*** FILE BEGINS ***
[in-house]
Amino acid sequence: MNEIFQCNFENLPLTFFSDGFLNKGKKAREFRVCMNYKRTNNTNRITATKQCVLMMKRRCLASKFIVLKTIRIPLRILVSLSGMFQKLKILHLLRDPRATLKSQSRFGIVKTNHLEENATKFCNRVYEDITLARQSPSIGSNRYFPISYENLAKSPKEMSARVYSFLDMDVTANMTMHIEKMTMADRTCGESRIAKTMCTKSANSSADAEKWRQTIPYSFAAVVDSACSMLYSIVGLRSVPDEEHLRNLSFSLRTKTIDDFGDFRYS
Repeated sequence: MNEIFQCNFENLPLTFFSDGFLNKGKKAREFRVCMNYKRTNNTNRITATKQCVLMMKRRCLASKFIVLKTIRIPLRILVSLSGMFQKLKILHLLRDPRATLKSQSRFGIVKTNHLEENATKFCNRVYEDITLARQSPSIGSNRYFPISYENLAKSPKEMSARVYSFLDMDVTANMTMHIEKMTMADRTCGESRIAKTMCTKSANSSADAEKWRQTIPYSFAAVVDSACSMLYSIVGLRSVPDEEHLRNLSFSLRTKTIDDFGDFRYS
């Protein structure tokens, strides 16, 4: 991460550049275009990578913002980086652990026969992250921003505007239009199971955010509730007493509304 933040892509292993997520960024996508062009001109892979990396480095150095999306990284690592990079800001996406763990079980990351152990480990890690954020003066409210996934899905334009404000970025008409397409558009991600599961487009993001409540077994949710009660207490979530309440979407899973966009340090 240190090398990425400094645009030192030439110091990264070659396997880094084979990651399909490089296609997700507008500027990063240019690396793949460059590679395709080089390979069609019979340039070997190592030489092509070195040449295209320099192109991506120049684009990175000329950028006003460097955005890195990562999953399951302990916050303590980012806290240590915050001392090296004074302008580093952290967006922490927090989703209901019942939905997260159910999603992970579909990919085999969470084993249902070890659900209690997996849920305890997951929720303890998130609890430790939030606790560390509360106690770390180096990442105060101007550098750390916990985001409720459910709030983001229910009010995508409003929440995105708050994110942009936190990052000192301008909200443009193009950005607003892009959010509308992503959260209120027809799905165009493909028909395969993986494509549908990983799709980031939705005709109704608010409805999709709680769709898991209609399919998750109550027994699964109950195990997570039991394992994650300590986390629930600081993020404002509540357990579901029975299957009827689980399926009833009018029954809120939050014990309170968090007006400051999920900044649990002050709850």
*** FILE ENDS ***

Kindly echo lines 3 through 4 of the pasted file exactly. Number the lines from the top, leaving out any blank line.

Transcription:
Repeated sequence: MNEIFQCNFENLPLTFFSDGFLNKGKKAREFRVCMNYKRTNNTNRITATKQCVLMMKRRCLASKFIVLKTIRIPLRILVSLSGMFQKLKILHLLRDPRATLKSQSRFGIVKTNHLEENATKFCNRVYEDITLARQSPSIGSNRYFPISYENLAKSPKEMSARVYSFLDMDVTANMTMHIEKMTMADRTCGESRIAKTMCTKSANSSADAEKWRQTIPYSFAAVVDSACSMLYSIVGLRSVPDEEHLRNLSFSLRTKTIDDFGDFRYS
């Protein structure tokens, strides 16, 4: 991460550049275009990578913002980086652990026969992250921003505007239009199971955010509730007493509304 933040892509292993997520960024996508062009001109892979990396480095150095999306990284690592990079800001996406763990079980990351152990480990890690954020003066409210996934899905334009404000970025008409397409558009991600599961487009993001409540077994949710009660207490979530309440979407899973966009340090 240190090398990425400094645009030192030439110091990264070659396997880094084979990651399909490089296609997700507008500027990063240019690396793949460059590679395709080089390979069609019979340039070997190592030489092509070195040449295209320099192109991506120049684009990175000329950028006003460097955005890195990562999953399951302990916050303590980012806290240590915050001392090296004074302008580093952290967006922490927090989703209901019942939905997260159910999603992970579909990919085999969470084993249902070890659900209690997996849920305890997951929720303890998130609890430790939030606790560390509360106690770390180096990442105060101007550098750390916990985001409720459910709030983001229910009010995508409003929440995105708050994110942009936190990052000192301008909200443009193009950005607003892009959010509308992503959260209120027809799905165009493909028909395969993986494509549908990983799709980031939705005709109704608010409805999709709680769709898991209609399919998750109550027994699964109950195990997570039991394992994650300590986390629930600081993020404002509540357990579901029975299957009827689980399926009833009018029954809120939050014990309170968090007006400051999920900044649990002050709850």